Peter Kim @ Enterprise 2.0, Social Media Marketing, and Social Business Design

Found at

How do you refer to “this space”?

If you’re from a marketing or communications background, you likely refer to “Social Media Marketing.” At Forrester, we named this space “Social Computing” in February 2006, originating out of the Devices, Media, and Marketing research group.

If you’re from an IT background, you likely refer to “Enterprise 2.0″ originally defined by Harvard Associate Professor Andrew McAfee in May 2006, while researching IT for business use.

There’s nothing wrong with these terms. In fact, they speak clearly to the roles they have served for over three years. Social Media Marketing works best as part of integrated communications strategy, along with other forms of media: tradigital, direct, broadcast, out of home, guerilla, et al. Enterprise 2.0 helps technologists focus on new approaches to infrastructure.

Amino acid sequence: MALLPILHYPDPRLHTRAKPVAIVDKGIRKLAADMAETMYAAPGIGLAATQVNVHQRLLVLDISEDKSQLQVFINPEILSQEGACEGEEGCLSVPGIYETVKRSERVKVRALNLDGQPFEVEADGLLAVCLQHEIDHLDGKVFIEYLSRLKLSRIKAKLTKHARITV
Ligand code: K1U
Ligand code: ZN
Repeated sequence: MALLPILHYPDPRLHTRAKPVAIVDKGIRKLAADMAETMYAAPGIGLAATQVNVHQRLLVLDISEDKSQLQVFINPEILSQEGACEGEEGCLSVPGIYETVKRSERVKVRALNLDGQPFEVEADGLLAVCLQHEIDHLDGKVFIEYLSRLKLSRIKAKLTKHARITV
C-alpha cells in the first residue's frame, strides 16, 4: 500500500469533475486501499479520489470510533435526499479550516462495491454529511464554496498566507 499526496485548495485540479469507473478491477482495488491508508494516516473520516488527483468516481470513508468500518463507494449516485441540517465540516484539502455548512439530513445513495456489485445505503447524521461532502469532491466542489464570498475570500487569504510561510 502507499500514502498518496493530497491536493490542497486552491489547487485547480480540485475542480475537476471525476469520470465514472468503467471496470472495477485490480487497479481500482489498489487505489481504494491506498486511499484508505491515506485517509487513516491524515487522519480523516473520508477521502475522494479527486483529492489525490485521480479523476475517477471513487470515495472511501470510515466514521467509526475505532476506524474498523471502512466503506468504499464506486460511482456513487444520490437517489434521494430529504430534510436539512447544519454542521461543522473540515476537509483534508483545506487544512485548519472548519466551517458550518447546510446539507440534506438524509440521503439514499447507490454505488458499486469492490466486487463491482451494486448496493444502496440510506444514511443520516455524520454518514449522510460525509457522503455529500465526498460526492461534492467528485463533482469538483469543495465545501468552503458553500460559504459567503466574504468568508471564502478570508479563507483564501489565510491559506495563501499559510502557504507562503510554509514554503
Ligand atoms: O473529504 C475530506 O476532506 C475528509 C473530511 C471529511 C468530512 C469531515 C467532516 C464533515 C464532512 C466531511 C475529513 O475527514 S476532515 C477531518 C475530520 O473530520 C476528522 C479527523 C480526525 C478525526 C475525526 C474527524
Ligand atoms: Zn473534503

Recently, thought leaders have been calling for an elevated focal point: social business. This evolution is natural – and fully anticipated. You see, on their own, social media marketing and enterprise 2.0 are means of building a better mousetrap, of working smarter not harder…and very sisyphean, waiting to repeat the process with “semantic media marketing” and “enterprise 3.0.”

In contrast, social business is a theoretical target for transformation…but the catch phrase alone doesn’t help companies get anywhere.

This is why Social Business Design matters, allowing companies to:

  • Articulate the approach to creating a social business: “intentional creation of dynamic and socially calibrated systems, process, and culture.”
  • Utilize a mutually exclusive, collectively exhaustive framework for analyzing the current state of business via four archetypes: ecosystem, hivemind, dynamic signal, and metafilter.
  • Outline how functions can apply social business principles within their areas of practice: customer participation, workforce collaboration, and business partner optimization.
This post is recommended for you  Data Can Do for Change Management What It Did for Marketing

To be continued at:

Posted on October 14th, 2009 By Peter Kim

Reblog this post [with Zemanta]

Comments are closed.